On December 12th, the British people will vote, but who and what are they voting for? Are they voting for thorough policies outlined in a manifesto or headline ideas performed on TV? Is it about the local candidate in their constituency or the celebrity like figure who leads that party?

This week, the election campaign has trudged on and some important events have taken place: TV debates and manifesto launches. We have had the first of a series of debates and interviews with party leaders going head to head, under the spotlight for millions at home to see. We have also been treated with hundreds of pages of manifestos to not read from all the major parties, outlining policies and pledges.

For politicians, these manifestos might seem hugely important and it is true that key policies in the past have swayed voters but in a post-truth era, is this all changing? Many voters do not believe a word a politician says, writes or even carves onto a stone tablet. This does not necessarily mean that they won’t vote for them, but whether they pledge 10 or 100 billion on the NHS, the voters will take it all with a pinch of salt. This is partially due to the fact that so many election pledges in recent years have been broken. These broken promises range from university tuition fees to the NHS, and from immigration targets to air quality. Wide reaching broken promises mean that trust has been broken across all demographics.

This dangerous cycle is self-fulfilling. As less people believe pledges, the less politicians will work to complete their pledges. If the public already believes the policies will never be carried through, the repercussions for that are not as harsh. For this reason, I believe it is really important to read manifestos and try to understand what areas different parties put importance on.

When voters put their X in the box on a cold night in December, it won’t be a Party or a manifesto they are voting for but a local candidate. Most people take little notice of this person and look instead at the party leaders. These are the people who could become our nations prime minister. For some, it is the qualities of this person, whether it be leadership or trustworthiness, that matters most. All the leaders will use their public appearances and TV performances to try and shine a light on these characteristics. For example Boris Johnson repeating his Brexit mantra 35 million times to show he is a man of conviction. Jo Swinson showing strong leadership… of her finger as she presses the red button for nuclear annihilation. The way the leaders interact with the moderators, audience and of course their opponents gives a unique insight into their temperament. Even when asked the toughest questions, will they keep their cool?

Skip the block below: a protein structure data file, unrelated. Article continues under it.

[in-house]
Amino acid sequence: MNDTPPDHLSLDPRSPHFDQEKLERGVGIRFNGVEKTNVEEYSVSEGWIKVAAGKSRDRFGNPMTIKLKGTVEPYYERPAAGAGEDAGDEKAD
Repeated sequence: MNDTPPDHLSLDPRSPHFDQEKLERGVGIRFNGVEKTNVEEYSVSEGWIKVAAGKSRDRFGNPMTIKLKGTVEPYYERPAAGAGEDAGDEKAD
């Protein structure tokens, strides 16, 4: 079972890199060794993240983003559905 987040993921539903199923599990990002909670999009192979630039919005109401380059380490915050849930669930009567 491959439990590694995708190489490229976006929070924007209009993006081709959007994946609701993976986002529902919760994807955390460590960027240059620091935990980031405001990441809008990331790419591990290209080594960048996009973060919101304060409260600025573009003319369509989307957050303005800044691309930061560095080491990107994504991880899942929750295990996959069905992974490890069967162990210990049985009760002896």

Despite the temptation of focusing on circus of all of it, I believe a party should be judged on its policies past, present and future. The manifestoes help paint part of the but must be put into context with the party’s recent history. However, does this mean that the behaviour and characteristics of each leader is not important? I do believe that in the current age of popularism, these factors are often overstated but there is some weight that should be given to them. The language and rhetoric used by the leaders is definitely one. Boris Johnson’s comments about Muslim women looking like letter boxes and bank robbers or calling members of the LGBTQ+ community bum boys are examples. These are not policies, but rather point towards the beliefs and values held by the Conservative leader. Furthermore, the rampant spreading of fake news and the tendency to understate the truth by top politicians is definitely something to watch out for. Trustworthiness is becoming a rare thing, but we must not accept to be fed straight lies and must reject anyone who peddles them.

Overall, this election should be about a wide range of policies and the general direction that different parties want to push the country towards. For example, Labour pledge 28 pounds for every pound the Tories do towards public services. Reading manifestos in the context of the party’s past performance is key to do this. As the media whips of a storm about each leader’s performance during interviews and debates, it is important to take a step back and really remember that policy is always more important than this pageantry. The next leader of our nation

Finally, a political piece written in the post-Cameron era would not be complete without a little mention of Brexit. This election is of course being viewed by some as a quasi-referendum, and thus for them all that matters is a party’s position on Brexit. Not what the manifesto outlines on paper or what the leader says on stage. Although I believe that Brexit should play a part in the decision, it should only be part of a bigger picture when determining who to vote for.